What Early Gray Hair Can Tell You About Your Health

Could early gray hair actually be a bad sign for your health?

Silvery strands are one of the more conspicuous signs of aging. That said, getting gray hair doesn't necessarily mean that you're closer to the end of your life span than anyone else your age. Here's what we know about how and why graying hair happens.

Why We Gray

Gray hair comes down to melanin, or rather the lack of melanin. Melanin is the pigment that gives hair its color. Gray hair has reduced melanin, while white hair completely lacks it. This occurs because of a gradual decline in the number of stem cells that mature to become melanin-producing cells. Scientists believe the stem cells may wear out, become damaged, or lose the support systems meant to keep them working.

Blame Your Genes

Your amount and rate of graying age are related to your ethnicity (Caucasians tend to go gray earlier than Asians and African-Americans), as well as your family history. Good information is when your parents and grandparents noticed their first grays.

Reasons for Early Graying

It's most common for graying to begin in your 30s, though some people spot a few grays in their 20s. If you think you're going gray unusually early, there are a number of possible reasons why.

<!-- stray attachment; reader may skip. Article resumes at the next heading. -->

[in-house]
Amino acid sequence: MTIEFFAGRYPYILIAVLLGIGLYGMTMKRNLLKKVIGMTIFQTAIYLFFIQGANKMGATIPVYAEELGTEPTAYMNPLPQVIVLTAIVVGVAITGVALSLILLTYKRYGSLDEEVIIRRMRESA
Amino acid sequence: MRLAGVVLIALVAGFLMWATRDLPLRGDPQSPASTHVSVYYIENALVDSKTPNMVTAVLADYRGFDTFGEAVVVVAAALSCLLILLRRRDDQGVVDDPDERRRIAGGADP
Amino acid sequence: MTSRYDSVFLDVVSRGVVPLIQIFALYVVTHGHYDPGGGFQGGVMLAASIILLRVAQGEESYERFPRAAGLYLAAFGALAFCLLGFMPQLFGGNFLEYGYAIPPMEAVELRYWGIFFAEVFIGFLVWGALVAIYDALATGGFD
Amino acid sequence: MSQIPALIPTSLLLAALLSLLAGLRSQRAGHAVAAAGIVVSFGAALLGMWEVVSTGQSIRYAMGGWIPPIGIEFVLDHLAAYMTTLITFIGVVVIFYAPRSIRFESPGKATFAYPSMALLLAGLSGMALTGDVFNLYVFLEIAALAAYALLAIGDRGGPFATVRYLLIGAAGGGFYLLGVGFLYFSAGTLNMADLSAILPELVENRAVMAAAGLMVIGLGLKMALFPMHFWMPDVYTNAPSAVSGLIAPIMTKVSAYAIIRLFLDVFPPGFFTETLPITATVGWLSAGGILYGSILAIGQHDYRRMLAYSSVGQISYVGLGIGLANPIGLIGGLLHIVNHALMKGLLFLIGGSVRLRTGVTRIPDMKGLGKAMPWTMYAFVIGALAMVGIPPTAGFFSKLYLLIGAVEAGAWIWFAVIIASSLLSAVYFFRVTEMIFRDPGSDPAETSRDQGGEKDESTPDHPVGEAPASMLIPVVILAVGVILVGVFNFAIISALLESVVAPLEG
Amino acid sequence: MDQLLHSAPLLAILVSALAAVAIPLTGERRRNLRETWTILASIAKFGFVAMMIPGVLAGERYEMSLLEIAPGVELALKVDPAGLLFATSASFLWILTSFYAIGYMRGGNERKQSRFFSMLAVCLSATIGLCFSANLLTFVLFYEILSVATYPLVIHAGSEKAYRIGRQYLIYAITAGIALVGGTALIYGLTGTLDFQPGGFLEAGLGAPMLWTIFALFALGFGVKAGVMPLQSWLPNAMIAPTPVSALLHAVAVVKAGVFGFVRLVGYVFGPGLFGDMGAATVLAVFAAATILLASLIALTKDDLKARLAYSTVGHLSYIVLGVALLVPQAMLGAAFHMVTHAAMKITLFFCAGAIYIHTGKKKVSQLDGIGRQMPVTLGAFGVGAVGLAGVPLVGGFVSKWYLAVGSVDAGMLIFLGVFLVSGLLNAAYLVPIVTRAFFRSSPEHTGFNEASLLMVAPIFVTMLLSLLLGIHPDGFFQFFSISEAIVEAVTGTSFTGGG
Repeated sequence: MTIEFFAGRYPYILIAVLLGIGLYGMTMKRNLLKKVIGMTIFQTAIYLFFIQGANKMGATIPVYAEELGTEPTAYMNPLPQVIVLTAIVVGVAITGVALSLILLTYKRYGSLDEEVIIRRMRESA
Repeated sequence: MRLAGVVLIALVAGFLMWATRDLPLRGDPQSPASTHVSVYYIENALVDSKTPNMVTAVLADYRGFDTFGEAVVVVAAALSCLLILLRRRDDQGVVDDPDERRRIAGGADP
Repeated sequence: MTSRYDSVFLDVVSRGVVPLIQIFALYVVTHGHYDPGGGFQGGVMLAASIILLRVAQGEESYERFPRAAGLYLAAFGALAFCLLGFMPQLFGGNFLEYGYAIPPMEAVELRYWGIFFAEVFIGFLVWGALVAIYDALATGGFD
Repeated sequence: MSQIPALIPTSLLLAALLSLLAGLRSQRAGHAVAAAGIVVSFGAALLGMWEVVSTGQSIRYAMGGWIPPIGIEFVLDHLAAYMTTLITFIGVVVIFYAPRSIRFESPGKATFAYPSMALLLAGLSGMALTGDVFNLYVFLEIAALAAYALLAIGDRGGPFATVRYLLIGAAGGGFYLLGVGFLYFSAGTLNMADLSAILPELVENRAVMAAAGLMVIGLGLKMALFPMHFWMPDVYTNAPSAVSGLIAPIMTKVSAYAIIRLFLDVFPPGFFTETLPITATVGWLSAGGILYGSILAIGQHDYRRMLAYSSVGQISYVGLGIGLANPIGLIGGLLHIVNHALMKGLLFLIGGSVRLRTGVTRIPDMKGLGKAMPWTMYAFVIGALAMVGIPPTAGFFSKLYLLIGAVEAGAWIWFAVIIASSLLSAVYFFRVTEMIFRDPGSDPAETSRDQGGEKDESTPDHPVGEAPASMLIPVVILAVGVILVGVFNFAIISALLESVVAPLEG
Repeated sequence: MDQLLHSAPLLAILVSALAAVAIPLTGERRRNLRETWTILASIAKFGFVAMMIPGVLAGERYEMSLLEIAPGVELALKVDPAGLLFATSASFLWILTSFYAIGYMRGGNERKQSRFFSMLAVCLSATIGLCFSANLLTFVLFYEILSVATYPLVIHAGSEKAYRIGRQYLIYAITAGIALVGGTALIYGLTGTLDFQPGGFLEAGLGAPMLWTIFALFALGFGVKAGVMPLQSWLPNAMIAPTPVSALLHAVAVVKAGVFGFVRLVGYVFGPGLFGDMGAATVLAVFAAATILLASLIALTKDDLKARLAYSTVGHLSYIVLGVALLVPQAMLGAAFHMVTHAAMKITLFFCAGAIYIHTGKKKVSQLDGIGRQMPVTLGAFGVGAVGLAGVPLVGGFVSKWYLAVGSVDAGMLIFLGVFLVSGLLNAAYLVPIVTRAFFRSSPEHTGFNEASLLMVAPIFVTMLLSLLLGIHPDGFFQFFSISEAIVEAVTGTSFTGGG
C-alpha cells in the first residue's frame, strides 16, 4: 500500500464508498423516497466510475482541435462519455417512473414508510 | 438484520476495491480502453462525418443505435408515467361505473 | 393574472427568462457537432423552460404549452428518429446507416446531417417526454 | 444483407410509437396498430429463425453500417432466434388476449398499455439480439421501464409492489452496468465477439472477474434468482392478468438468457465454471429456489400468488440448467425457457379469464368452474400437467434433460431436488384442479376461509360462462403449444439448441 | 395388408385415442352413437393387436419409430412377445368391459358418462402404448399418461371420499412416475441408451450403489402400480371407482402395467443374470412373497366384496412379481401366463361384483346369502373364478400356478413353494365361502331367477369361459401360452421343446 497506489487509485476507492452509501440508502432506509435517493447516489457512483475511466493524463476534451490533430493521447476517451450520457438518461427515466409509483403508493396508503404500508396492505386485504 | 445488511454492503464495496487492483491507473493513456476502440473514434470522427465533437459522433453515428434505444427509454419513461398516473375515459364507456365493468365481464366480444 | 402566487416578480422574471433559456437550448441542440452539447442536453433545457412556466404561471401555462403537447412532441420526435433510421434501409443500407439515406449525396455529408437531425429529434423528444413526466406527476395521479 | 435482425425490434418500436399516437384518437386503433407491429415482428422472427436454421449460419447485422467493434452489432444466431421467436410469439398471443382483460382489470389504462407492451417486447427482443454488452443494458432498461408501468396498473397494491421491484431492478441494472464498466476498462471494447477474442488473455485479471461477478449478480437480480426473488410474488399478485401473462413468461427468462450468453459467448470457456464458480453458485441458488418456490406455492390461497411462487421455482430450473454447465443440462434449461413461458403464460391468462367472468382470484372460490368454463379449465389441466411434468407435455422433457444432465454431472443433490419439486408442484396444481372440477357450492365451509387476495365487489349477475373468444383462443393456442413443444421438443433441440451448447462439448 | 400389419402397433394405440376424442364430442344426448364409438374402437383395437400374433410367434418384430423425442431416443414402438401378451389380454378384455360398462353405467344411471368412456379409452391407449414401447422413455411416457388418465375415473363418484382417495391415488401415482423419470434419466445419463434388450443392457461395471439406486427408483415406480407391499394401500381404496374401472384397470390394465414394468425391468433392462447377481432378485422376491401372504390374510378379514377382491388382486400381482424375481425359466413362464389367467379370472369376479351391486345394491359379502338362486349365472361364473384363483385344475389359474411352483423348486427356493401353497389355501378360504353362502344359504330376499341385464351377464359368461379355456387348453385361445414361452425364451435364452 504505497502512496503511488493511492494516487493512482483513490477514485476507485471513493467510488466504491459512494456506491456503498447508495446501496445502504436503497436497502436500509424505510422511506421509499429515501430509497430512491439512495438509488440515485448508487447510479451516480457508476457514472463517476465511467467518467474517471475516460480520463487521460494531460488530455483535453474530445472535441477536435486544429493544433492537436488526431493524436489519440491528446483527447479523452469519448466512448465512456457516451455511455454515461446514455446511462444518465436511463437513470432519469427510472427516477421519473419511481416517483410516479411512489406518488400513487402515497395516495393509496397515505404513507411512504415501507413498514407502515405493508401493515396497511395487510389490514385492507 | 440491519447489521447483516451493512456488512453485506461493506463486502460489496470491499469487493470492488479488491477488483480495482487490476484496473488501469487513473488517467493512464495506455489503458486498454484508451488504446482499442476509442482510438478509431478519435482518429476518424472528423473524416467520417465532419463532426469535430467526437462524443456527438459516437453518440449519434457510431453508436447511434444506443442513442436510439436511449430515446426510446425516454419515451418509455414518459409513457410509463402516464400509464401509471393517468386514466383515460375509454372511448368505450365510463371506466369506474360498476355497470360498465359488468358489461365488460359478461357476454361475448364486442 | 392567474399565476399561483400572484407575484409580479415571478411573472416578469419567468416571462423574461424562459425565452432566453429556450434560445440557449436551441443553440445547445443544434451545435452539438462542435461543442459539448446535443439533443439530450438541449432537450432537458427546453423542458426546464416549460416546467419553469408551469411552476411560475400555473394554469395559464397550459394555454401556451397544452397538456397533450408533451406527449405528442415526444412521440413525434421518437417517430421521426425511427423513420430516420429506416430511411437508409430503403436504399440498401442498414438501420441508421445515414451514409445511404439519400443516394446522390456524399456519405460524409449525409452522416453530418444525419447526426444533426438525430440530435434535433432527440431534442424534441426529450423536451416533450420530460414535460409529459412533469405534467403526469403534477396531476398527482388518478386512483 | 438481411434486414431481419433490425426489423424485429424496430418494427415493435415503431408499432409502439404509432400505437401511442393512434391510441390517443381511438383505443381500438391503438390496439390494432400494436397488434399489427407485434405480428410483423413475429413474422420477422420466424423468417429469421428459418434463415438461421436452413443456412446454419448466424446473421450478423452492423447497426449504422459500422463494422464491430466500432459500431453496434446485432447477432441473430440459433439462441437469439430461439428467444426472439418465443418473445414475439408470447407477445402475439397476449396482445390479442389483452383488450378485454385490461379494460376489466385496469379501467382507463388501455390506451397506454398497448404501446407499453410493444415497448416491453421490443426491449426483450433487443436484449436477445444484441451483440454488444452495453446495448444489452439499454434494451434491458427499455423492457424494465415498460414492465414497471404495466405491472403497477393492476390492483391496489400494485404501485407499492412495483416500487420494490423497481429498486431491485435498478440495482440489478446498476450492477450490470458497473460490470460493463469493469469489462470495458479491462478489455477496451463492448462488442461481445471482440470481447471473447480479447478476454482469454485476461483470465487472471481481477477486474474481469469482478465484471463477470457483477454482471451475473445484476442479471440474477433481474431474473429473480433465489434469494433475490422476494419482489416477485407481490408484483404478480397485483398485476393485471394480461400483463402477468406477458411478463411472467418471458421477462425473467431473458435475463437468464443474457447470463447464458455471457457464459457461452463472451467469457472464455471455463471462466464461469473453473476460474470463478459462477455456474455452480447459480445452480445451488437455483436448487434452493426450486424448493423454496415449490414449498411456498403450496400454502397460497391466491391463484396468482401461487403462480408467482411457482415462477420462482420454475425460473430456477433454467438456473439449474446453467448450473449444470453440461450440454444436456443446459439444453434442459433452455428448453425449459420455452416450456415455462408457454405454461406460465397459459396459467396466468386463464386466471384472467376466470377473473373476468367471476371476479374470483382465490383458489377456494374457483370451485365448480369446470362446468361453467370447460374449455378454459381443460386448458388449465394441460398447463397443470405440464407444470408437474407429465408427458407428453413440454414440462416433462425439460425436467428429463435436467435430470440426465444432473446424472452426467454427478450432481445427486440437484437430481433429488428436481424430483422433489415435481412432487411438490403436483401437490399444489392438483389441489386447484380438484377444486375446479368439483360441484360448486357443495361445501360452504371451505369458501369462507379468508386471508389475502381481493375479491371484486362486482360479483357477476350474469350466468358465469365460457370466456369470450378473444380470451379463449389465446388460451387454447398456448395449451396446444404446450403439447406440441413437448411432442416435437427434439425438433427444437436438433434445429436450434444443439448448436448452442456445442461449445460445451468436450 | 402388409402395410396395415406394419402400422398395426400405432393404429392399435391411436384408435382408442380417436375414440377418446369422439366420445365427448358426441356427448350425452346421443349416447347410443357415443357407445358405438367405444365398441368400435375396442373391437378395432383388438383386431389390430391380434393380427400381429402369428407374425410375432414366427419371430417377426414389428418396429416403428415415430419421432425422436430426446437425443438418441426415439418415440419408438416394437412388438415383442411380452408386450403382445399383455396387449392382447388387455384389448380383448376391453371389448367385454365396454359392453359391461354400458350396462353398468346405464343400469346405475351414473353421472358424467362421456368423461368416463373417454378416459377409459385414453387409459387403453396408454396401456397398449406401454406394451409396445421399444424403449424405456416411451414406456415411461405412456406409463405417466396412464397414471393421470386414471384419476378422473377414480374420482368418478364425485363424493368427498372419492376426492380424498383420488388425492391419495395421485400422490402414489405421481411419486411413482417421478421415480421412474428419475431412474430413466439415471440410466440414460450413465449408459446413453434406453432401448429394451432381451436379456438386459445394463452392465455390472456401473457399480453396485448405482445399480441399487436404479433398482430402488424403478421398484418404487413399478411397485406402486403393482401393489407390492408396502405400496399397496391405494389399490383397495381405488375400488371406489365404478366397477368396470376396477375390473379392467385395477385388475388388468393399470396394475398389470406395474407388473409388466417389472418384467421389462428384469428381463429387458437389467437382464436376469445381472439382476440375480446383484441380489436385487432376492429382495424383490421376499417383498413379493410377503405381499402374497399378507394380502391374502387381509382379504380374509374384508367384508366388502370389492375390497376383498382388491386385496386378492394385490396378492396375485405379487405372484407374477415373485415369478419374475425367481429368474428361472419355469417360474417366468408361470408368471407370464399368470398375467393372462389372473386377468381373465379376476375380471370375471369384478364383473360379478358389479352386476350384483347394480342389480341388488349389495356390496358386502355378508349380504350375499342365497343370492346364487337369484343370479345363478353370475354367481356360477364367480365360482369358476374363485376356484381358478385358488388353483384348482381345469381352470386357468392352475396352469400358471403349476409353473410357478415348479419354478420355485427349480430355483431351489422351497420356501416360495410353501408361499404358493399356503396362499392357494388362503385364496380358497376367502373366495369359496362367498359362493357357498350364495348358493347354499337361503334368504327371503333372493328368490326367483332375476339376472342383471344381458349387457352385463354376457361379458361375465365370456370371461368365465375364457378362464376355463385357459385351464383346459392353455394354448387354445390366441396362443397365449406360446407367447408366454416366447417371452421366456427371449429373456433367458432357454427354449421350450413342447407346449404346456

Smoking, for one, has been linked to the early onset of gray hair. Environmental factors—like ultraviolet rays and air pollutants—may also be partially to blame.

Stress is another possible reason for gray hairs. Researchers examining gray hair have suggested that "free radicals"—damaging chemicals caused by stress, smoking, inflammation, or radiation exposure—might be responsible for destroying pigment-producing melanocyte stem cells.

A June 2021 study in Cell Biology from researchers at Columbia University Vagelos College of Physicians and Surgeons found evidence linking psychological stress to graying hair in people. Perhaps most interesting, the researchers discovered that hair color can be restored when stress is eliminated.

In rare cases, premature graying can be a sign of a medical issue, such as vitiligo (a condition that causes the skin to lose its pigmentation), pernicious anemia (in which the body has difficulty absorbing vitamin B12), or problems involving your pituitary or thyroid glands.

Check with your healthcare provider if you have concerns about premature graying.

Health's medical editor, Roshini Rajapaksa, MD, is an associate professor of medicine at the NYU School of Medicine and co-founder of Tula Skincare.

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